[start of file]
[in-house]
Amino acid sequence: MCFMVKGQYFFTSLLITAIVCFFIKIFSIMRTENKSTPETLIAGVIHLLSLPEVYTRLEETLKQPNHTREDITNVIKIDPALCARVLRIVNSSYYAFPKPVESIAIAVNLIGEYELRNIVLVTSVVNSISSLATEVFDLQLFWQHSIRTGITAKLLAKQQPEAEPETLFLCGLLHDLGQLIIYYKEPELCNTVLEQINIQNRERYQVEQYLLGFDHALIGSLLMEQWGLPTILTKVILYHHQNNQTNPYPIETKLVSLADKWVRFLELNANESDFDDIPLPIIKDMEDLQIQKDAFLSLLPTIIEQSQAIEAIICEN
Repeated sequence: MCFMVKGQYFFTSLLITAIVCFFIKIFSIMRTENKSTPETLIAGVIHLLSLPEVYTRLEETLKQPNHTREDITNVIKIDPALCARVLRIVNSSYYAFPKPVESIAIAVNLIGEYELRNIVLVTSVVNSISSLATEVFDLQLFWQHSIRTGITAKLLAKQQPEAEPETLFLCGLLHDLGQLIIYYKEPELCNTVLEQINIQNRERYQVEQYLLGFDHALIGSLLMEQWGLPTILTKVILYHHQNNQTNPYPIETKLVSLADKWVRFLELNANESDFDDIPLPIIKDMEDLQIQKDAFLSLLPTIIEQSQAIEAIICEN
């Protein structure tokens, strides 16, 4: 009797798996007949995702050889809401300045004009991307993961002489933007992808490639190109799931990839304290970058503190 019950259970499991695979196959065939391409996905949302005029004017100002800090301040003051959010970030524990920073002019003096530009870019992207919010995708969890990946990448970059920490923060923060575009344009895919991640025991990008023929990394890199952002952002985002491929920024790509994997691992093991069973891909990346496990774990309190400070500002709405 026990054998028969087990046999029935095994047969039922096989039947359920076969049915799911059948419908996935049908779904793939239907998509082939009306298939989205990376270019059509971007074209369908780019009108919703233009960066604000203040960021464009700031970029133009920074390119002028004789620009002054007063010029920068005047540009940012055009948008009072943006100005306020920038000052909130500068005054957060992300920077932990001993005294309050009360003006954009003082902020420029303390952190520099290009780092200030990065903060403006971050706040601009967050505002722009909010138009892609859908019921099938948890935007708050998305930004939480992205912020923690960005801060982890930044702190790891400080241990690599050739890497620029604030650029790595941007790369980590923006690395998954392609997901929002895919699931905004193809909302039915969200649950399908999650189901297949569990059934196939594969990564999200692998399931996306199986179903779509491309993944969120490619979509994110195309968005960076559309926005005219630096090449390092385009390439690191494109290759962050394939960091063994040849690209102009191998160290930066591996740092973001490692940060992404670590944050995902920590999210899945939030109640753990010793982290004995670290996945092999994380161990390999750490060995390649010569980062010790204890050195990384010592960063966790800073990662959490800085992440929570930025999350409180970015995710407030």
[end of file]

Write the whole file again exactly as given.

[in-house]
Amino acid sequence: MCFMVKGQYFFTSLLITAIVCFFIKIFSIMRTENKSTPETLIAGVIHLLSLPEVYTRLEETLKQPNHTREDITNVIKIDPALCARVLRIVNSSYYAFPKPVESIAIAVNLIGEYELRNIVLVTSVVNSISSLATEVFDLQLFWQHSIRTGITAKLLAKQQPEAEPETLFLCGLLHDLGQLIIYYKEPELCNTVLEQINIQNRERYQVEQYLLGFDHALIGSLLMEQWGLPTILTKVILYHHQNNQTNPYPIETKLVSLADKWVRFLELNANESDFDDIPLPIIKDMEDLQIQKDAFLSLLPTIIEQSQAIEAIICEN
Repeated sequence: MCFMVKGQYFFTSLLITAIVCFFIKIFSIMRTENKSTPETLIAGVIHLLSLPEVYTRLEETLKQPNHTREDITNVIKIDPALCARVLRIVNSSYYAFPKPVESIAIAVNLIGEYELRNIVLVTSVVNSISSLATEVFDLQLFWQHSIRTGITAKLLAKQQPEAEPETLFLCGLLHDLGQLIIYYKEPELCNTVLEQINIQNRERYQVEQYLLGFDHALIGSLLMEQWGLPTILTKVILYHHQNNQTNPYPIETKLVSLADKWVRFLELNANESDFDDIPLPIIKDMEDLQIQKDAFLSLLPTIIEQSQAIEAIICEN
């Protein structure tokens, strides 16, 4: 009797798996007949995702050889809401300045004009991307993961002489933007992808490639190109799931990839304290970058503190 019950259970499991695979196959065939391409996905949302005029004017100002800090301040003051959010970030524990920073002019003096530009870019992207919010995708969890990946990448970059920490923060923060575009344009895919991640025991990008023929990394890199952002952002985002491929920024790509994997691992093991069973891909990346496990774990309190400070500002709405 026990054998028969087990046999029935095994047969039922096989039947359920076969049915799911059948419908996935049908779904793939239907998509082939009306298939989205990376270019059509971007074209369908780019009108919703233009960066604000203040960021464009700031970029133009920074390119002028004789620009002054007063010029920068005047540009940012055009948008009072943006100005306020920038000052909130500068005054957060992300920077932990001993005294309050009360003006954009003082902020420029303390952190520099290009780092200030990065903060403006971050706040601009967050505002722009909010138009892609859908019921099938948890935007708050998305930004939480992205912020923690960005801060982890930044702190790891400080241990690599050739890497620029604030650029790595941007790369980590923006690395998954392609997901929002895919699931905004193809909302039915969200649950399908999650189901297949569990059934196939594969990564999200692998399931996306199986179903779509491309993944969120490619979509994110195309968005960076559309926005005219630096090449390092385009390439690191494109290759962050394939960091063994040849690209102009191998160290930066591996740092973001490692940060992404670590944050995902920590999210899945939030109640753990010793982290004995670290996945092999994380161990390999750490060995390649010569980062010790204890050195990384010592960063966790800073990662959490800085992440929570930025999350409180970015995710407030």